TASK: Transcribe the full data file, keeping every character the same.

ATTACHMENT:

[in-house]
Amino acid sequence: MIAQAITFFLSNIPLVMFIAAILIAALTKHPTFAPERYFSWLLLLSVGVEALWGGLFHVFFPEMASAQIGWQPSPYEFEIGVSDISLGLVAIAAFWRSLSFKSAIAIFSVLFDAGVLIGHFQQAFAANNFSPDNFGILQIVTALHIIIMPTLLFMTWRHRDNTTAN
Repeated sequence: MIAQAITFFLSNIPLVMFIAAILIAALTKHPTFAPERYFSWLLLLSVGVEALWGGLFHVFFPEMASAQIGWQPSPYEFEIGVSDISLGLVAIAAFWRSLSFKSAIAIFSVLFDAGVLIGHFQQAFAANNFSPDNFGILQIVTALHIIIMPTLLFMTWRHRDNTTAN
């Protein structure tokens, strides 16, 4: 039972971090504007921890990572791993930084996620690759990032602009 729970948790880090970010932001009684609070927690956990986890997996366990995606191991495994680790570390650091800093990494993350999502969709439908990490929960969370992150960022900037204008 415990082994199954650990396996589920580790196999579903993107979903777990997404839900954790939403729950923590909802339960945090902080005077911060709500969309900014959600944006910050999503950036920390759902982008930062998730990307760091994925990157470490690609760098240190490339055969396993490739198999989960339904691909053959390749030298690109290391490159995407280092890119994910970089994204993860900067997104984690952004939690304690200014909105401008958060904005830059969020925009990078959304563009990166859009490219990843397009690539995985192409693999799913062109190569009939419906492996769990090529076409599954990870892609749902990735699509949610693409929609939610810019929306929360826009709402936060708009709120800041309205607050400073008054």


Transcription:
[in-house]
Amino acid sequence: MIAQAITFFLSNIPLVMFIAAILIAALTKHPTFAPERYFSWLLLLSVGVEALWGGLFHVFFPEMASAQIGWQPSPYEFEIGVSDISLGLVAIAAFWRSLSFKSAIAIFSVLFDAGVLIGHFQQAFAANNFSPDNFGILQIVTALHIIIMPTLLFMTWRHRDNTTAN
Repeated sequence: MIAQAITFFLSNIPLVMFIAAILIAALTKHPTFAPERYFSWLLLLSVGVEALWGGLFHVFFPEMASAQIGWQPSPYEFEIGVSDISLGLVAIAAFWRSLSFKSAIAIFSVLFDAGVLIGHFQQAFAANNFSPDNFGILQIVTALHIIIMPTLLFMTWRHRDNTTAN
């Protein structure tokens, strides 16, 4: 039972971090504007921890990572791993930084996620690759990032602009 729970948790880090970010932001009684609070927690956990986890997996366990995606191991495994680790570390650091800093990494993350999502969709439908990490929960969370992150960022900037204008 415990082994199954650990396996589920580790196999579903993107979903777990997404839900954790939403729950923590909802339960945090902080005077911060709500969309900014959600944006910050999503950036920390759902982008930062998730990307760091994925990157470490690609760098240190490339055969396993490739198999989960339904691909053959390749030298690109290391490159995407280092890119994910970089994204993860900067997104984690952004939690304690200014909105401008958060904005830059969020925009990078959304563009990166859009490219990843397009690539995985192409693999799913062109190569009939419906492996769990090529076409599954990870892609749902990735699509949610693409929609939610810019929306929360826009709402936060708009709120800041309205607050400073008054």